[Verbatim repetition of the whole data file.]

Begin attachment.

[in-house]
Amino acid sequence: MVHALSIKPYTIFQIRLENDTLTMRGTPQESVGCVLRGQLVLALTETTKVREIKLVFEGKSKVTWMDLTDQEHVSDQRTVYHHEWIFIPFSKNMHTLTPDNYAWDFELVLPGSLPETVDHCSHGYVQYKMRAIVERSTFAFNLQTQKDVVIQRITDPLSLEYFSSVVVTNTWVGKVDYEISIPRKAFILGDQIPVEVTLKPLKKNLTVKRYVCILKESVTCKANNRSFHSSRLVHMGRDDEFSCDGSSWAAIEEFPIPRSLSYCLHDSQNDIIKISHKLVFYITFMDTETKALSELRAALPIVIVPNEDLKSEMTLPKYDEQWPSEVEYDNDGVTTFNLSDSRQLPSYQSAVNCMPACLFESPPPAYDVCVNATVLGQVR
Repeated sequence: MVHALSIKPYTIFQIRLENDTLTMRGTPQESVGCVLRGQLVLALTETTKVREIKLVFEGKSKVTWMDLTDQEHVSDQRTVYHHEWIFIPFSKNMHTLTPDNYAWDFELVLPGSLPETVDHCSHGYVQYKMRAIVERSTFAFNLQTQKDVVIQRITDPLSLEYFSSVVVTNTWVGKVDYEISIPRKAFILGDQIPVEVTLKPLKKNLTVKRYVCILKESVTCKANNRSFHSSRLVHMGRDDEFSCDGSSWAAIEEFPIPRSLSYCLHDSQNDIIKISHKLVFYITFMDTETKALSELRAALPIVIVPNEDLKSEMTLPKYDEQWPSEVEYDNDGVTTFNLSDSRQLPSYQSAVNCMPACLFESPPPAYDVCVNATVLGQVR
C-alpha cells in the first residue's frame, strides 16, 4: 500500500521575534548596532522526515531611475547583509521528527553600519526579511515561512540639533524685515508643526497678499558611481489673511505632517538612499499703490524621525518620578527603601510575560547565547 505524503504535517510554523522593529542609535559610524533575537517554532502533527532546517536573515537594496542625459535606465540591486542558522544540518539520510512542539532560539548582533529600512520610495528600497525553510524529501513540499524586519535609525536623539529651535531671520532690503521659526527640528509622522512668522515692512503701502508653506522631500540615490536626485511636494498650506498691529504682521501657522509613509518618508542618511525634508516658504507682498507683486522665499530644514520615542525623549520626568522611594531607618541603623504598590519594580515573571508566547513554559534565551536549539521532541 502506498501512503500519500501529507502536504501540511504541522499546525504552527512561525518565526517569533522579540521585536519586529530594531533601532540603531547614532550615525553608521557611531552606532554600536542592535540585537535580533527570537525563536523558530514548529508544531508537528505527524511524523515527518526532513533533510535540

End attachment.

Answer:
[in-house]
Amino acid sequence: MVHALSIKPYTIFQIRLENDTLTMRGTPQESVGCVLRGQLVLALTETTKVREIKLVFEGKSKVTWMDLTDQEHVSDQRTVYHHEWIFIPFSKNMHTLTPDNYAWDFELVLPGSLPETVDHCSHGYVQYKMRAIVERSTFAFNLQTQKDVVIQRITDPLSLEYFSSVVVTNTWVGKVDYEISIPRKAFILGDQIPVEVTLKPLKKNLTVKRYVCILKESVTCKANNRSFHSSRLVHMGRDDEFSCDGSSWAAIEEFPIPRSLSYCLHDSQNDIIKISHKLVFYITFMDTETKALSELRAALPIVIVPNEDLKSEMTLPKYDEQWPSEVEYDNDGVTTFNLSDSRQLPSYQSAVNCMPACLFESPPPAYDVCVNATVLGQVR
Repeated sequence: MVHALSIKPYTIFQIRLENDTLTMRGTPQESVGCVLRGQLVLALTETTKVREIKLVFEGKSKVTWMDLTDQEHVSDQRTVYHHEWIFIPFSKNMHTLTPDNYAWDFELVLPGSLPETVDHCSHGYVQYKMRAIVERSTFAFNLQTQKDVVIQRITDPLSLEYFSSVVVTNTWVGKVDYEISIPRKAFILGDQIPVEVTLKPLKKNLTVKRYVCILKESVTCKANNRSFHSSRLVHMGRDDEFSCDGSSWAAIEEFPIPRSLSYCLHDSQNDIIKISHKLVFYITFMDTETKALSELRAALPIVIVPNEDLKSEMTLPKYDEQWPSEVEYDNDGVTTFNLSDSRQLPSYQSAVNCMPACLFESPPPAYDVCVNATVLGQVR
C-alpha cells in the first residue's frame, strides 16, 4: 500500500521575534548596532522526515531611475547583509521528527553600519526579511515561512540639533524685515508643526497678499558611481489673511505632517538612499499703490524621525518620578527603601510575560547565547 505524503504535517510554523522593529542609535559610524533575537517554532502533527532546517536573515537594496542625459535606465540591486542558522544540518539520510512542539532560539548582533529600512520610495528600497525553510524529501513540499524586519535609525536623539529651535531671520532690503521659526527640528509622522512668522515692512503701502508653506522631500540615490536626485511636494498650506498691529504682521501657522509613509518618508542618511525634508516658504507682498507683486522665499530644514520615542525623549520626568522611594531607618541603623504598590519594580515573571508566547513554559534565551536549539521532541 502506498501512503500519500501529507502536504501540511504541522499546525504552527512561525518565526517569533522579540521585536519586529530594531533601532540603531547614532550615525553608521557611531552606532554600536542592535540585537535580533527570537525563536523558530514548529508544531508537528505527524511524523515527518526532513533533510535540